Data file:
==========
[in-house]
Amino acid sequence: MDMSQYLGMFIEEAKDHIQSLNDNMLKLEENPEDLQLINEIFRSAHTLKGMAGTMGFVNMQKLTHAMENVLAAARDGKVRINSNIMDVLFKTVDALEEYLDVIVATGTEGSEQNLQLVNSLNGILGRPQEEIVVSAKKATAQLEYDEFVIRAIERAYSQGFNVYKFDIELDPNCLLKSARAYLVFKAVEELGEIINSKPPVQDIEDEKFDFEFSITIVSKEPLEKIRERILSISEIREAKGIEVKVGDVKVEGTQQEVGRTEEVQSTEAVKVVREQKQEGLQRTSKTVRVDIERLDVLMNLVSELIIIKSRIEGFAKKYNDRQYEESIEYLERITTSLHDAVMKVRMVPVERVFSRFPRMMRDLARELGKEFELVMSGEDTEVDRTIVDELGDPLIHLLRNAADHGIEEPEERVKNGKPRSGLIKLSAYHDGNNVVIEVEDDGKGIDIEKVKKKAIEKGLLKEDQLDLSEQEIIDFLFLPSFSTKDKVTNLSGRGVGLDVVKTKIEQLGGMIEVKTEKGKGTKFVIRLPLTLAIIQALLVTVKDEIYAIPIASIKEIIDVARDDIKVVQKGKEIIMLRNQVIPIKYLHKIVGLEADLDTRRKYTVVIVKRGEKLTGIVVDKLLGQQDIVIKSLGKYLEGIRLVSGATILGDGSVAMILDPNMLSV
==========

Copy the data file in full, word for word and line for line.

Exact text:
[in-house]
Amino acid sequence: MDMSQYLGMFIEEAKDHIQSLNDNMLKLEENPEDLQLINEIFRSAHTLKGMAGTMGFVNMQKLTHAMENVLAAARDGKVRINSNIMDVLFKTVDALEEYLDVIVATGTEGSEQNLQLVNSLNGILGRPQEEIVVSAKKATAQLEYDEFVIRAIERAYSQGFNVYKFDIELDPNCLLKSARAYLVFKAVEELGEIINSKPPVQDIEDEKFDFEFSITIVSKEPLEKIRERILSISEIREAKGIEVKVGDVKVEGTQQEVGRTEEVQSTEAVKVVREQKQEGLQRTSKTVRVDIERLDVLMNLVSELIIIKSRIEGFAKKYNDRQYEESIEYLERITTSLHDAVMKVRMVPVERVFSRFPRMMRDLARELGKEFELVMSGEDTEVDRTIVDELGDPLIHLLRNAADHGIEEPEERVKNGKPRSGLIKLSAYHDGNNVVIEVEDDGKGIDIEKVKKKAIEKGLLKEDQLDLSEQEIIDFLFLPSFSTKDKVTNLSGRGVGLDVVKTKIEQLGGMIEVKTEKGKGTKFVIRLPLTLAIIQALLVTVKDEIYAIPIASIKEIIDVARDDIKVVQKGKEIIMLRNQVIPIKYLHKIVGLEADLDTRRKYTVVIVKRGEKLTGIVVDKLLGQQDIVIKSLGKYLEGIRLVSGATILGDGSVAMILDPNMLSV